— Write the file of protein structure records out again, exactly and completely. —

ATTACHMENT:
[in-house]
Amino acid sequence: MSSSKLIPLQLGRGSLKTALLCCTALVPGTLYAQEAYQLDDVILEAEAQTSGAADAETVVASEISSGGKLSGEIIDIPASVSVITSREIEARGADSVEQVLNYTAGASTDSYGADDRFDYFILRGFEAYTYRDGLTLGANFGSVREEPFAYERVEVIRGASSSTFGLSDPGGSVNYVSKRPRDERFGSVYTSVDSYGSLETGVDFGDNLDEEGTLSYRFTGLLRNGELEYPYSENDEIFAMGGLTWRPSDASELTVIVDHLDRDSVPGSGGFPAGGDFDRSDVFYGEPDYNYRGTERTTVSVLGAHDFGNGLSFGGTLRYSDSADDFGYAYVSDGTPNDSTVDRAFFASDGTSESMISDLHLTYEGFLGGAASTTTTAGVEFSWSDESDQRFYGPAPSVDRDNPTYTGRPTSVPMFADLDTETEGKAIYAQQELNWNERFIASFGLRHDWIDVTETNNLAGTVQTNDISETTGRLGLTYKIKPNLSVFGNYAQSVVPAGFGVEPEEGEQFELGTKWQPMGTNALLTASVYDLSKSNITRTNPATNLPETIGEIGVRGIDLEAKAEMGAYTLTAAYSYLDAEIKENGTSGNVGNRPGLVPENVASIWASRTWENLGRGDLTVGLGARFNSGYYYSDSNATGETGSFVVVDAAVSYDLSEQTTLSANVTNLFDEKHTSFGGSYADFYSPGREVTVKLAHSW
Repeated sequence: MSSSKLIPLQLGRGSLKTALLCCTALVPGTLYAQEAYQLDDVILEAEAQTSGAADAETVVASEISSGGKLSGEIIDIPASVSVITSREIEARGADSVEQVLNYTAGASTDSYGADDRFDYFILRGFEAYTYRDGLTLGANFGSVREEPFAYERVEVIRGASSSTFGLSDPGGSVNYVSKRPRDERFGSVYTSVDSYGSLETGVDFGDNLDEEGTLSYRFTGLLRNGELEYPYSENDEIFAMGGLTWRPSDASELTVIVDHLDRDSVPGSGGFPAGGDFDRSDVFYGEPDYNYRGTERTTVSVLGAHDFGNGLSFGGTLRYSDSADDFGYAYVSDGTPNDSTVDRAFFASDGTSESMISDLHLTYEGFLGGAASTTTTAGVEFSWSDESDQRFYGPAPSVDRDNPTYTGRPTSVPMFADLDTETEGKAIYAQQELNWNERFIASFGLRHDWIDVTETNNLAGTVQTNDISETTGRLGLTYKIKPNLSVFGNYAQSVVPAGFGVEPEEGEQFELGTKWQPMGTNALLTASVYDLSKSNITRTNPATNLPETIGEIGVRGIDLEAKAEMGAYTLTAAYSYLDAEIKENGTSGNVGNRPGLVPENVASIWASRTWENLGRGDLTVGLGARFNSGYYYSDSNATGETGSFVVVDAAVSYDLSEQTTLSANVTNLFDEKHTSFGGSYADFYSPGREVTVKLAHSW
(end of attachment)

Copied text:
[in-house]
Amino acid sequence: MSSSKLIPLQLGRGSLKTALLCCTALVPGTLYAQEAYQLDDVILEAEAQTSGAADAETVVASEISSGGKLSGEIIDIPASVSVITSREIEARGADSVEQVLNYTAGASTDSYGADDRFDYFILRGFEAYTYRDGLTLGANFGSVREEPFAYERVEVIRGASSSTFGLSDPGGSVNYVSKRPRDERFGSVYTSVDSYGSLETGVDFGDNLDEEGTLSYRFTGLLRNGELEYPYSENDEIFAMGGLTWRPSDASELTVIVDHLDRDSVPGSGGFPAGGDFDRSDVFYGEPDYNYRGTERTTVSVLGAHDFGNGLSFGGTLRYSDSADDFGYAYVSDGTPNDSTVDRAFFASDGTSESMISDLHLTYEGFLGGAASTTTTAGVEFSWSDESDQRFYGPAPSVDRDNPTYTGRPTSVPMFADLDTETEGKAIYAQQELNWNERFIASFGLRHDWIDVTETNNLAGTVQTNDISETTGRLGLTYKIKPNLSVFGNYAQSVVPAGFGVEPEEGEQFELGTKWQPMGTNALLTASVYDLSKSNITRTNPATNLPETIGEIGVRGIDLEAKAEMGAYTLTAAYSYLDAEIKENGTSGNVGNRPGLVPENVASIWASRTWENLGRGDLTVGLGARFNSGYYYSDSNATGETGSFVVVDAAVSYDLSEQTTLSANVTNLFDEKHTSFGGSYADFYSPGREVTVKLAHSW
Repeated sequence: MSSSKLIPLQLGRGSLKTALLCCTALVPGTLYAQEAYQLDDVILEAEAQTSGAADAETVVASEISSGGKLSGEIIDIPASVSVITSREIEARGADSVEQVLNYTAGASTDSYGADDRFDYFILRGFEAYTYRDGLTLGANFGSVREEPFAYERVEVIRGASSSTFGLSDPGGSVNYVSKRPRDERFGSVYTSVDSYGSLETGVDFGDNLDEEGTLSYRFTGLLRNGELEYPYSENDEIFAMGGLTWRPSDASELTVIVDHLDRDSVPGSGGFPAGGDFDRSDVFYGEPDYNYRGTERTTVSVLGAHDFGNGLSFGGTLRYSDSADDFGYAYVSDGTPNDSTVDRAFFASDGTSESMISDLHLTYEGFLGGAASTTTTAGVEFSWSDESDQRFYGPAPSVDRDNPTYTGRPTSVPMFADLDTETEGKAIYAQQELNWNERFIASFGLRHDWIDVTETNNLAGTVQTNDISETTGRLGLTYKIKPNLSVFGNYAQSVVPAGFGVEPEEGEQFELGTKWQPMGTNALLTASVYDLSKSNITRTNPATNLPETIGEIGVRGIDLEAKAEMGAYTLTAAYSYLDAEIKENGTSGNVGNRPGLVPENVASIWASRTWENLGRGDLTVGLGARFNSGYYYSDSNATGETGSFVVVDAAVSYDLSEQTTLSANVTNLFDEKHTSFGGSYADFYSPGREVTVKLAHSW